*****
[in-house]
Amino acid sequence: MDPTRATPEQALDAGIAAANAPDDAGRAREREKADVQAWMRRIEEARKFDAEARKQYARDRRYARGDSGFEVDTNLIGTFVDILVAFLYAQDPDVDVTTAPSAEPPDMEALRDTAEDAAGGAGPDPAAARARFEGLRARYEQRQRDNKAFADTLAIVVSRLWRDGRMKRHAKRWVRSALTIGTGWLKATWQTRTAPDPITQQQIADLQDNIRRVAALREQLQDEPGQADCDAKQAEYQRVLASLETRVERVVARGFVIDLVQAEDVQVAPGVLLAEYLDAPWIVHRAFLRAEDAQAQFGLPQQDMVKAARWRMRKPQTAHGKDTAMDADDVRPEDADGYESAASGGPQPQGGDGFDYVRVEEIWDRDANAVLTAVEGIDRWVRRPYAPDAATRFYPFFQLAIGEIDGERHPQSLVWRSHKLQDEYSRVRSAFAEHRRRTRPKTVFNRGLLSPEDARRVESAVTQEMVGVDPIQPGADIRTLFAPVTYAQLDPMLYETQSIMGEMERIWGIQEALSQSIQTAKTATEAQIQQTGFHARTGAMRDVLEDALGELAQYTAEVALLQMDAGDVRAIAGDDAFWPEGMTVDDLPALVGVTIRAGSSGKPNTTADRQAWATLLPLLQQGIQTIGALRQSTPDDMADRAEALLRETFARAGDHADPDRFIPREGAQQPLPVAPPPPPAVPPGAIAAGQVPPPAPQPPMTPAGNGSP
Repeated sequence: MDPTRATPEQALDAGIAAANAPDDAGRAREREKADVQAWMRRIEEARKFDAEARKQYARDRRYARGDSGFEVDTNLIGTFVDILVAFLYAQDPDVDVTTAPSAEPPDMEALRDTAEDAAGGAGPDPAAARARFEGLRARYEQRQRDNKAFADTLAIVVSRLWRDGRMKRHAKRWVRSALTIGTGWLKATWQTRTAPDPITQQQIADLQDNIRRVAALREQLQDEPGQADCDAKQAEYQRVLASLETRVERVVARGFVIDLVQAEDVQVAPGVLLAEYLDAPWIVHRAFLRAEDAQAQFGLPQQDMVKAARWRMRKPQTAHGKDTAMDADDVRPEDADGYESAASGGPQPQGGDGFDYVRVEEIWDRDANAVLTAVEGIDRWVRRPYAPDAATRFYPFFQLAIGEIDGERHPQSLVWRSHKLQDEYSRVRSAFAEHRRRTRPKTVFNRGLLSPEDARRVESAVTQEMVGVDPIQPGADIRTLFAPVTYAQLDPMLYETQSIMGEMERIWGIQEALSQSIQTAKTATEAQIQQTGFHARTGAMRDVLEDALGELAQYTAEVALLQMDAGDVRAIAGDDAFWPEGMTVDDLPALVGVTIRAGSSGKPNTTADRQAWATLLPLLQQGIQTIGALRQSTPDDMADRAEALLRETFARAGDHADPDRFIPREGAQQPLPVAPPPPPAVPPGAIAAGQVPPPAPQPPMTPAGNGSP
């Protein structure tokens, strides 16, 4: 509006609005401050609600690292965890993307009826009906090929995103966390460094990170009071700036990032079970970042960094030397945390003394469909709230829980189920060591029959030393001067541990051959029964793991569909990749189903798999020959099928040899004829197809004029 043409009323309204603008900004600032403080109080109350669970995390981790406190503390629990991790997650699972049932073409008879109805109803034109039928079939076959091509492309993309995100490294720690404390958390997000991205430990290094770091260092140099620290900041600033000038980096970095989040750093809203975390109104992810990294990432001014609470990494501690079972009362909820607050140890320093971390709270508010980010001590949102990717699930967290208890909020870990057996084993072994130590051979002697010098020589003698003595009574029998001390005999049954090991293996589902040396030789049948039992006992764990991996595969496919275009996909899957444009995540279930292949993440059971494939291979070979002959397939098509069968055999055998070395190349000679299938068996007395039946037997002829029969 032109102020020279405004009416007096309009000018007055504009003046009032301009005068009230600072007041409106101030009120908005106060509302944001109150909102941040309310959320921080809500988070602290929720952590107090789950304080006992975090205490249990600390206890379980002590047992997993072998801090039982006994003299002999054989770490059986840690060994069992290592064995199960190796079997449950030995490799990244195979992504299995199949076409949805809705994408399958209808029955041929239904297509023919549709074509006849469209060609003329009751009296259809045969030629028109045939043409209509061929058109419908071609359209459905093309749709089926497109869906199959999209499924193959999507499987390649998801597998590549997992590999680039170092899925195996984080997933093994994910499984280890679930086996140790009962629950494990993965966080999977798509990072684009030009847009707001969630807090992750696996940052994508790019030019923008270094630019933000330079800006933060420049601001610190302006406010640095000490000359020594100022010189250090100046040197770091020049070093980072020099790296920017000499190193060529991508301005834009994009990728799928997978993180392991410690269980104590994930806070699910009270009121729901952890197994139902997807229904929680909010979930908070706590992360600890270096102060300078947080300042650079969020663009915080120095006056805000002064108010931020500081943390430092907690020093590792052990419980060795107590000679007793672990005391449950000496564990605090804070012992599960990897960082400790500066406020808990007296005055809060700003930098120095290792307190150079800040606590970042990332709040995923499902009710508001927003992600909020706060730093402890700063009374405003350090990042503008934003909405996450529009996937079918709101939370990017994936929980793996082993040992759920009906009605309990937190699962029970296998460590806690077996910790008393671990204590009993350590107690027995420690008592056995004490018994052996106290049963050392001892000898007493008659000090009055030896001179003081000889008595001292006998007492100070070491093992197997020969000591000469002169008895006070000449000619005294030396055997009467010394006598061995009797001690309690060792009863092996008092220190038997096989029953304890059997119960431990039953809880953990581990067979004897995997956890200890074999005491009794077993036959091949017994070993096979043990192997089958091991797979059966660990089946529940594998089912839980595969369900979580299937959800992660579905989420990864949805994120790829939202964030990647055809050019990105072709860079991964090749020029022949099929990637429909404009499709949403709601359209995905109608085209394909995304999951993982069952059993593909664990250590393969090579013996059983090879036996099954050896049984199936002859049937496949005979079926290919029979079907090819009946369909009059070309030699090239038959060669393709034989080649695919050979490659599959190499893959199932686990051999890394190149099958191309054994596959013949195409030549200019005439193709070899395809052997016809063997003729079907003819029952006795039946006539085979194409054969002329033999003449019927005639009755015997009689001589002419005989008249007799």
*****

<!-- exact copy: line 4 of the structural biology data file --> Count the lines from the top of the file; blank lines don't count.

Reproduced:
């Protein structure tokens, strides 16, 4: 509006609005401050609600690292965890993307009826009906090929995103966390460094990170009071700036990032079970970042960094030397945390003394469909709230829980189920060591029959030393001067541990051959029964793991569909990749189903798999020959099928040899004829197809004029 043409009323309204603008900004600032403080109080109350669970995390981790406190503390629990991790997650699972049932073409008879109805109803034109039928079939076959091509492309993309995100490294720690404390958390997000991205430990290094770091260092140099620290900041600033000038980096970095989040750093809203975390109104992810990294990432001014609470990494501690079972009362909820607050140890320093971390709270508010980010001590949102990717699930967290208890909020870990057996084993072994130590051979002697010098020589003698003595009574029998001390005999049954090991293996589902040396030789049948039992006992764990991996595969496919275009996909899957444009995540279930292949993440059971494939291979070979002959397939098509069968055999055998070395190349000679299938068996007395039946037997002829029969 032109102020020279405004009416007096309009000018007055504009003046009032301009005068009230600072007041409106101030009120908005106060509302944001109150909102941040309310959320921080809500988070602290929720952590107090789950304080006992975090205490249990600390206890379980002590047992997993072998801090039982006994003299002999054989770490059986840690060994069992290592064995199960190796079997449950030995490799990244195979992504299995199949076409949805809705994408399958209808029955041929239904297509023919549709074509006849469209060609003329009751009296259809045969030629028109045939043409209509061929058109419908071609359209459905093309749709089926497109869906199959999209499924193959999507499987390649998801597998590549997992590999680039170092899925195996984080997933093994994910499984280890679930086996140790009962629950494990993965966080999977798509990072684009030009847009707001969630807090992750696996940052994508790019030019923008270094630019933000330079800006933060420049601001610190302006406010640095000490000359020594100022010189250090100046040197770091020049070093980072020099790296920017000499190193060529991508301005834009994009990728799928997978993180392991410690269980104590994930806070699910009270009121729901952890197994139902997807229904929680909010979930908070706590992360600890270096102060300078947080300042650079969020663009915080120095006056805000002064108010931020500081943390430092907690020093590792052990419980060795107590000679007793672990005391449950000496564990605090804070012992599960990897960082400790500066406020808990007296005055809060700003930098120095290792307190150079800040606590970042990332709040995923499902009710508001927003992600909020706060730093402890700063009374405003350090990042503008934003909405996450529009996937079918709101939370990017994936929980793996082993040992759920009906009605309990937190699962029970296998460590806690077996910790008393671990204590009993350590107690027995420690008592056995004490018994052996106290049963050392001892000898007493008659000090009055030896001179003081000889008595001292006998007492100070070491093992197997020969000591000469002169008895006070000449000619005294030396055997009467010394006598061995009797001690309690060792009863092996008092220190038997096989029953304890059997119960431990039953809880953990581990067979004897995997956890200890074999005491009794077993036959091949017994070993096979043990192997089958091991797979059966660990089946529940594998089912839980595969369900979580299937959800992660579905989420990864949805994120790829939202964030990647055809050019990105072709860079991964090749020029022949099929990637429909404009499709949403709601359209995905109608085209394909995304999951993982069952059993593909664990250590393969090579013996059983090879036996099954050896049984199936002859049937496949005979079926290919029979079907090819009946369909009059070309030699090239038959060669393709034989080649695919050979490659599959190499893959199932686990051999890394190149099958191309054994596959013949195409030549200019005439193709070899395809052997016809063997003729079907003819029952006795039946006539085979194409054969002329033999003449019927005639009755015997009689001589002419005989008249007799």